And further, in the case of commercial entities like the TBTF bullion banks JPM and HSBC, they are not complaining about short selling that is backed by physical metal, duly paid and accounted for. They are asking questions about what appear to be enormous…
Do we have another Harry Markopolos here, describing in detail the manipulation of the silver markets by J.P. Morgan to the CFTC? How does this square with the testimony today from the CFTC Commissioners, who seem to indicate that the markets are functioning extremely well, and that investor can have full confidence in them?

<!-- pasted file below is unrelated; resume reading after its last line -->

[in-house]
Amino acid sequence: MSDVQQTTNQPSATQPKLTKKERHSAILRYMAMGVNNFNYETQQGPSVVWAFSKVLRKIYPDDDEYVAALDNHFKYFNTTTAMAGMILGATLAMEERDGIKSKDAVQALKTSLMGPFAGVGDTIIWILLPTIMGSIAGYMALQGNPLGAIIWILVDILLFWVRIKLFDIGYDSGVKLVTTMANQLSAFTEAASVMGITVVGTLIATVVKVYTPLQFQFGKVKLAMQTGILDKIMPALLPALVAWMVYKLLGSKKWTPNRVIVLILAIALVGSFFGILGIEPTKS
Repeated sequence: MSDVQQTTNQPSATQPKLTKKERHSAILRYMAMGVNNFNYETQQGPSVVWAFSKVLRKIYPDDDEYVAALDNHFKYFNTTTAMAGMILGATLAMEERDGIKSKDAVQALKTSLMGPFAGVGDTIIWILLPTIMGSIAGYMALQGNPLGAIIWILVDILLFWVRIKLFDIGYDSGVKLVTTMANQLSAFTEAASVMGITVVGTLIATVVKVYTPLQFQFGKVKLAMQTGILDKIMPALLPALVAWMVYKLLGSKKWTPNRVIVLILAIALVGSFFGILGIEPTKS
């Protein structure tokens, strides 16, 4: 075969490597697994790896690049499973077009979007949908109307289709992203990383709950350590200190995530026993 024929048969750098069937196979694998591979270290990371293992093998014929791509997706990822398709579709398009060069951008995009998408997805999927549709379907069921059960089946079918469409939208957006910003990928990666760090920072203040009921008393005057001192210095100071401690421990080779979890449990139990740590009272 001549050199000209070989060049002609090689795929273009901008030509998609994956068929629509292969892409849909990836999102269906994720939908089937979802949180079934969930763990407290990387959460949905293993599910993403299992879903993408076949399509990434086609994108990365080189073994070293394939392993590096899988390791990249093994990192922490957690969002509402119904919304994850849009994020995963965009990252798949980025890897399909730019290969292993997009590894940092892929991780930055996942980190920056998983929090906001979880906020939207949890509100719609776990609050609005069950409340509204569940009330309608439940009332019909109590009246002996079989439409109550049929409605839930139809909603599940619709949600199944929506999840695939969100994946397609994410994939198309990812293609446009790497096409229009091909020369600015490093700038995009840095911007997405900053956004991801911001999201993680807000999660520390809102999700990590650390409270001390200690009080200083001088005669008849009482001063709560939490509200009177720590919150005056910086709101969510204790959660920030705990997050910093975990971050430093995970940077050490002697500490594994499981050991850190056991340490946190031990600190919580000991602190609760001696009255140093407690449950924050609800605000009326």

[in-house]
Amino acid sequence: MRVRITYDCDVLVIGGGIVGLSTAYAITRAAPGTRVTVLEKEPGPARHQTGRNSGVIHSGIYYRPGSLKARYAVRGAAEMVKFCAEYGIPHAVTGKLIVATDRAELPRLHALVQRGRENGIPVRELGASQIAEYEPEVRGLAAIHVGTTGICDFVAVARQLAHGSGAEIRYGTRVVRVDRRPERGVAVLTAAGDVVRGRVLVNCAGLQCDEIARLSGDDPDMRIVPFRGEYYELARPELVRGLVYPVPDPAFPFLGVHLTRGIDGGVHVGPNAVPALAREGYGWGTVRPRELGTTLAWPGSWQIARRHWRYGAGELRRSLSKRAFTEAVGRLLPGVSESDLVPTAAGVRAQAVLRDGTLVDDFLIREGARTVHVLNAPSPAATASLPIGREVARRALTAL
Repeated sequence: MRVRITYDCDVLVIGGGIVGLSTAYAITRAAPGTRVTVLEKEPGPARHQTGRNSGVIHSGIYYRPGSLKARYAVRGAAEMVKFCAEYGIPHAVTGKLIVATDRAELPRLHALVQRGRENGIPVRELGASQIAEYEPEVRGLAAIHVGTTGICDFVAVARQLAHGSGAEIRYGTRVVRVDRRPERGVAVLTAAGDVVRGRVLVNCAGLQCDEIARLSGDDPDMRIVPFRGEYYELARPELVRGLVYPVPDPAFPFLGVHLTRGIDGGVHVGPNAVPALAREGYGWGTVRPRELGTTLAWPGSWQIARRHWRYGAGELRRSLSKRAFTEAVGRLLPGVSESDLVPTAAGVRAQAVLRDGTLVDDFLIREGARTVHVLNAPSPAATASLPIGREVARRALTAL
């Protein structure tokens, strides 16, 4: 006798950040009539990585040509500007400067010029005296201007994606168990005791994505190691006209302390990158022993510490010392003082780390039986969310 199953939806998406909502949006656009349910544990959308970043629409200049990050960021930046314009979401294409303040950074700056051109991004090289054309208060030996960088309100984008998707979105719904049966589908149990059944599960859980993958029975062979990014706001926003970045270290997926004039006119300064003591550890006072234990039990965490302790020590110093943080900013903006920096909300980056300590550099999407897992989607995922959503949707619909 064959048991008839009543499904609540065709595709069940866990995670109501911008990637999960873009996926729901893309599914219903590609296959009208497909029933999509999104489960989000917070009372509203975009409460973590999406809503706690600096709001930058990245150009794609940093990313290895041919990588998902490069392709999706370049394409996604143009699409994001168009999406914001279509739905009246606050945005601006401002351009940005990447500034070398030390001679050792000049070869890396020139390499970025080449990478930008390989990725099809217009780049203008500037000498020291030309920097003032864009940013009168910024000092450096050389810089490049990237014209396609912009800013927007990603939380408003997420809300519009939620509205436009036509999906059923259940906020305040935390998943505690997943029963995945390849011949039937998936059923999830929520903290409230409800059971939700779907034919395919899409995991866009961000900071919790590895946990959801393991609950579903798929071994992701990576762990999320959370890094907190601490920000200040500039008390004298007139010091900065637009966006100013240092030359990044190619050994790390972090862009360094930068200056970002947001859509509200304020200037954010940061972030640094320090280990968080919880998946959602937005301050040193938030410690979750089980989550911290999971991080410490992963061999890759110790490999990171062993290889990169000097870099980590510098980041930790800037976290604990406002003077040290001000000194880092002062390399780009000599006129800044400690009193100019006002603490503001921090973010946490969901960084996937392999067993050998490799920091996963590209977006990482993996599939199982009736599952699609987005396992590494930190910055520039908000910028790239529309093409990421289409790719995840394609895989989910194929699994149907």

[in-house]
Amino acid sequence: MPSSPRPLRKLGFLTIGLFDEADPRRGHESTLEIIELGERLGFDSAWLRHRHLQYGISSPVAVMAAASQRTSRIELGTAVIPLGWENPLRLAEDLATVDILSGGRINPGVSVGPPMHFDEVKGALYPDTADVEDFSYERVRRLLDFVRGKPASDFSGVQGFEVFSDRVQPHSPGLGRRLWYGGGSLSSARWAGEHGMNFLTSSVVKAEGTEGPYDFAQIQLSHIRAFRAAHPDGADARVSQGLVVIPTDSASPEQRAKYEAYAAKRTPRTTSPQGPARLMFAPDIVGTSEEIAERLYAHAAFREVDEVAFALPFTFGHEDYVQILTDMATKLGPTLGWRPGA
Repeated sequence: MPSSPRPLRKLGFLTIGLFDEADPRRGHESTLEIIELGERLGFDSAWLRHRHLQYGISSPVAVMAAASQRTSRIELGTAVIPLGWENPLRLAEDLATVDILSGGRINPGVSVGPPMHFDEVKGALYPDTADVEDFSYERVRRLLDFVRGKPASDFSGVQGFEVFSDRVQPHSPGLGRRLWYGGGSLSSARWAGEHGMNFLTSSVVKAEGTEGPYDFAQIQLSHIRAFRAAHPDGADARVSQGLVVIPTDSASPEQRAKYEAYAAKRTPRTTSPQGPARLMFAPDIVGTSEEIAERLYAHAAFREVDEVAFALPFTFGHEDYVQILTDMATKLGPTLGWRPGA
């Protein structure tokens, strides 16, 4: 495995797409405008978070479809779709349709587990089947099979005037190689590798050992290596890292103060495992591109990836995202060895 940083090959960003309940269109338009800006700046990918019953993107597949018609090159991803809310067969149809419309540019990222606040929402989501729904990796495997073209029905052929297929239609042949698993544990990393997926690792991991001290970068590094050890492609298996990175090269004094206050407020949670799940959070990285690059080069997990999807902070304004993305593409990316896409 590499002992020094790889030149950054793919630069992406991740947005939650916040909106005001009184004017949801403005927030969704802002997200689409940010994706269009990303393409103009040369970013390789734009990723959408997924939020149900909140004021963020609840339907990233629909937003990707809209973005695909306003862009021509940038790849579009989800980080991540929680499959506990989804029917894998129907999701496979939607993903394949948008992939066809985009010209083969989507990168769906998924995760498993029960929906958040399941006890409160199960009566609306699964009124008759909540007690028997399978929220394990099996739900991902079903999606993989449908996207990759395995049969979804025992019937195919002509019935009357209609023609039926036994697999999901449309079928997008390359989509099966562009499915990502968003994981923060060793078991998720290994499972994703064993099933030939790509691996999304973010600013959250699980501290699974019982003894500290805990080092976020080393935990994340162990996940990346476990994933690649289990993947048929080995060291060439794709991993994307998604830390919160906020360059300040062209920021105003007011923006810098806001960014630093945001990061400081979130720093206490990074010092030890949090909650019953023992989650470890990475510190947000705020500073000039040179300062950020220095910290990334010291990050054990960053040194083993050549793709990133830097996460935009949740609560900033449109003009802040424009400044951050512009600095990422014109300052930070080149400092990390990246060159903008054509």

I am led to understand that Mr. McGuire had offered to testify before the CFTC today, and that he was refused admittance. I do not know him, or the position he is in within the trading community. I cannot therefore assess his credibility or the validity of any evidence which he may present or possess. But I have the feeling that nothing will come of this.
Remember, there was no action on the Madoff scandal until AFTER his fraud collapsed, and the government was forced to acknowledge Markopolos’ existence. He had been ignored and dismissed by the bureaucrats at the SEC for years because of Madoff’s power and standing with the trading establishment. And of course by those who had an interest in hiding Madoff’s scheme, if nothing else, to promote ‘confidence’ in the markets.
What seems particularly twisted about this is that JPM is the custodian of the largest silver ETF (SLV). Is anyone auditing that ETF, and watching any conflicts of interest and self-trading? Multiple counterparty claims on the same bullion?